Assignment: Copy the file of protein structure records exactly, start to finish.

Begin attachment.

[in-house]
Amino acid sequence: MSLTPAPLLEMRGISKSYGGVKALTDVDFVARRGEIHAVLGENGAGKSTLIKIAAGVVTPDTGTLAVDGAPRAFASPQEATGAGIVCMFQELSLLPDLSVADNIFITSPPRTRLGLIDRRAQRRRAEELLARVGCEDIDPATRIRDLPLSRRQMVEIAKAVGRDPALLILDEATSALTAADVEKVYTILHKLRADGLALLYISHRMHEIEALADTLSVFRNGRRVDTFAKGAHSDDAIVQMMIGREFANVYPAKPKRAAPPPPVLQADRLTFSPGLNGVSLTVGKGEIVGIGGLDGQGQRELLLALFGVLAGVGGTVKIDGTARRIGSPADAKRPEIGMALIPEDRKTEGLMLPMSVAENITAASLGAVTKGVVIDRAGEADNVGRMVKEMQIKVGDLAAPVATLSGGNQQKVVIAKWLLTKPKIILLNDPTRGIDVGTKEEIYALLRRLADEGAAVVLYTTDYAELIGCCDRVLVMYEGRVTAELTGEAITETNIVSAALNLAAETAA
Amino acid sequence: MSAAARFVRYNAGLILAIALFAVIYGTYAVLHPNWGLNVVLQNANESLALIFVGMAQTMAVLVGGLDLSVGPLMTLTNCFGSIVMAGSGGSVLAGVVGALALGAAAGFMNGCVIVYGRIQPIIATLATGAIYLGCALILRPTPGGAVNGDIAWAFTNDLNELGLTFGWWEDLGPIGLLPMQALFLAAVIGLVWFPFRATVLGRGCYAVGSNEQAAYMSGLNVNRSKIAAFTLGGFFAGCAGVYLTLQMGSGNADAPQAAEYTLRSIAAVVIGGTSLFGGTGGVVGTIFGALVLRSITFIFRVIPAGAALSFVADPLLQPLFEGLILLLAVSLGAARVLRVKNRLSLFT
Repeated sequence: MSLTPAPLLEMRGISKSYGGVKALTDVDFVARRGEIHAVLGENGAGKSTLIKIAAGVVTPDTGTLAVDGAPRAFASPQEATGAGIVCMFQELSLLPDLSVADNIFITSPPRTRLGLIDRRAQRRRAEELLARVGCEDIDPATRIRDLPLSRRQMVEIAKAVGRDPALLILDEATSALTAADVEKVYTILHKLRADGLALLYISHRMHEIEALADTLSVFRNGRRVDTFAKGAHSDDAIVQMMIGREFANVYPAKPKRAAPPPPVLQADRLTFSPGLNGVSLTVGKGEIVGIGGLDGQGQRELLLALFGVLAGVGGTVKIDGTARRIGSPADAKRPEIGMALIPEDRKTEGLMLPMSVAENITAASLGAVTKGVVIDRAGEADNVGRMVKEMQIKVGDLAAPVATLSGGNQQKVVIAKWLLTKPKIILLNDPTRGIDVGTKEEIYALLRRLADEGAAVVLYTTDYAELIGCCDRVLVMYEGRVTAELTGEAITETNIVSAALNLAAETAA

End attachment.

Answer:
[in-house]
Amino acid sequence: MSLTPAPLLEMRGISKSYGGVKALTDVDFVARRGEIHAVLGENGAGKSTLIKIAAGVVTPDTGTLAVDGAPRAFASPQEATGAGIVCMFQELSLLPDLSVADNIFITSPPRTRLGLIDRRAQRRRAEELLARVGCEDIDPATRIRDLPLSRRQMVEIAKAVGRDPALLILDEATSALTAADVEKVYTILHKLRADGLALLYISHRMHEIEALADTLSVFRNGRRVDTFAKGAHSDDAIVQMMIGREFANVYPAKPKRAAPPPPVLQADRLTFSPGLNGVSLTVGKGEIVGIGGLDGQGQRELLLALFGVLAGVGGTVKIDGTARRIGSPADAKRPEIGMALIPEDRKTEGLMLPMSVAENITAASLGAVTKGVVIDRAGEADNVGRMVKEMQIKVGDLAAPVATLSGGNQQKVVIAKWLLTKPKIILLNDPTRGIDVGTKEEIYALLRRLADEGAAVVLYTTDYAELIGCCDRVLVMYEGRVTAELTGEAITETNIVSAALNLAAETAA
Amino acid sequence: MSAAARFVRYNAGLILAIALFAVIYGTYAVLHPNWGLNVVLQNANESLALIFVGMAQTMAVLVGGLDLSVGPLMTLTNCFGSIVMAGSGGSVLAGVVGALALGAAAGFMNGCVIVYGRIQPIIATLATGAIYLGCALILRPTPGGAVNGDIAWAFTNDLNELGLTFGWWEDLGPIGLLPMQALFLAAVIGLVWFPFRATVLGRGCYAVGSNEQAAYMSGLNVNRSKIAAFTLGGFFAGCAGVYLTLQMGSGNADAPQAAEYTLRSIAAVVIGGTSLFGGTGGVVGTIFGALVLRSITFIFRVIPAGAALSFVADPLLQPLFEGLILLLAVSLGAARVLRVKNRLSLFT
Repeated sequence: MSLTPAPLLEMRGISKSYGGVKALTDVDFVARRGEIHAVLGENGAGKSTLIKIAAGVVTPDTGTLAVDGAPRAFASPQEATGAGIVCMFQELSLLPDLSVADNIFITSPPRTRLGLIDRRAQRRRAEELLARVGCEDIDPATRIRDLPLSRRQMVEIAKAVGRDPALLILDEATSALTAADVEKVYTILHKLRADGLALLYISHRMHEIEALADTLSVFRNGRRVDTFAKGAHSDDAIVQMMIGREFANVYPAKPKRAAPPPPVLQADRLTFSPGLNGVSLTVGKGEIVGIGGLDGQGQRELLLALFGVLAGVGGTVKIDGTARRIGSPADAKRPEIGMALIPEDRKTEGLMLPMSVAENITAASLGAVTKGVVIDRAGEADNVGRMVKEMQIKVGDLAAPVATLSGGNQQKVVIAKWLLTKPKIILLNDPTRGIDVGTKEEIYALLRRLADEGAAVVLYTTDYAELIGCCDRVLVMYEGRVTAELTGEAITETNIVSAALNLAAETAA